Customer relationship management (CRM) is the integrated management of an organization’s interactions with customers, “customers” being broadly defined.
At its most basic, CRM provides a turbocharged contact manager, helping the user segment and track “customers” (contacts, leads, users, suppliers, constituents, etc.). This is the extent of my own needs, so this roundup of offerings is slanted toward simple contact management solutions that can be locally installed. Having acknowledged that, CRM properly understood is far more and for that reason many solutions are quite complex.
Some CRMs are available only as software as a service (SaaS), meaning you subscribe to an online service accessed via a web browser. There’s nothing to install, and conversely you cannot audit or customize the code. Other CRM providers are more flexible and make their code available for installation either onsite or online.
CiviCRM: LAMP application. Open source available for download at no cost or as paid SaaS from third parties. Oriented towards nonprofits, and as far as I know is peerless in this niche. Large ecosystem of third-party consultants and hosts. Not stand-alone; it runs as an extension to the popular web content management systems Drupal, Joomla, and WordPress. Complex; expect to invest heavily in setup, configuration, and end-user training. I know of no simpler solution that is appropriate for nonprofits.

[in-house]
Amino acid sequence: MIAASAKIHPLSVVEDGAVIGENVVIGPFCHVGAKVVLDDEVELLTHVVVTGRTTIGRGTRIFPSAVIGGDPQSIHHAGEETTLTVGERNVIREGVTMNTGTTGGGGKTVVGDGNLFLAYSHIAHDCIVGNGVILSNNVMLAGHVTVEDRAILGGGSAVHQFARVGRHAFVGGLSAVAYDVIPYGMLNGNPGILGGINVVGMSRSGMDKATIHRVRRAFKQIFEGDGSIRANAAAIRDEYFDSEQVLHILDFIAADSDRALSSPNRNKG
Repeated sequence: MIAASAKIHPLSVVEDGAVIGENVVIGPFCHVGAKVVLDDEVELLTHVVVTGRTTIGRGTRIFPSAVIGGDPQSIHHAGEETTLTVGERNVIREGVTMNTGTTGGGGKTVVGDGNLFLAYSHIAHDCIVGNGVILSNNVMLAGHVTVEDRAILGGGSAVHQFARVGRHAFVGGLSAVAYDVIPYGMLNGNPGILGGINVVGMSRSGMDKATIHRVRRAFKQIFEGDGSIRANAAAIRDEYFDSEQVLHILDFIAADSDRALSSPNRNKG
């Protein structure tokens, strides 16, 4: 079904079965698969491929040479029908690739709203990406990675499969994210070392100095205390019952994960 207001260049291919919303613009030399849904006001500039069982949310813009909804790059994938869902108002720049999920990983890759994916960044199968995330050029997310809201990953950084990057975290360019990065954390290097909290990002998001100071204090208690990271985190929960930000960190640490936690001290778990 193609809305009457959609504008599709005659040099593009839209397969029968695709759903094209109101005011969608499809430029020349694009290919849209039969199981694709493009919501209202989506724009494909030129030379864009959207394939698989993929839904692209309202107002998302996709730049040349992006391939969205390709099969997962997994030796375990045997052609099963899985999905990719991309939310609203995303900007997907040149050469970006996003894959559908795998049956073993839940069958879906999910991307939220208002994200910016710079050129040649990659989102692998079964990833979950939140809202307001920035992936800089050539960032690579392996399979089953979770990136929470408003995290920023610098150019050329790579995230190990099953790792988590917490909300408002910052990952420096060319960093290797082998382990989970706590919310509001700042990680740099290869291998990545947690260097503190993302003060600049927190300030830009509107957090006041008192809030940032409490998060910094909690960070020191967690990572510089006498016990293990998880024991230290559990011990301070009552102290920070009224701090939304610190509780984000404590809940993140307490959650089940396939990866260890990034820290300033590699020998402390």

Dolibarr: LAMP application. Open source available for download at no cost. Oriented toward small businesses. Popular. Reputed to be the easiest to use CRM. Tops my list of CRMs to try.
SugarCRM: LAMP application. Open source available for download at no cost; paid proprietary versions add features. Popular and well-regarded; the standard by which others are judged. Large ecosystem of third-party consultants and hosts. Easy to install.
Vtiger: LAMP application. Open source available for download at no cost or as paid SaaS operated by the developers. Fork of the popular SugarCRM and popular in its own right. Suffers persistent security issues, bugs, and slow developer response to issues. For example, as of 2013 the latest stable version used functions that were removed from PHP in 2009 (!), and there is still no official acknowledgement of the issue.
Zoho CRM: SaaS. No cost for limited functionality version; paid versions add features. Attractive; easy to set up and use. Popular and well-regarded. No cost version is quite limited and should be considered merely a free trial.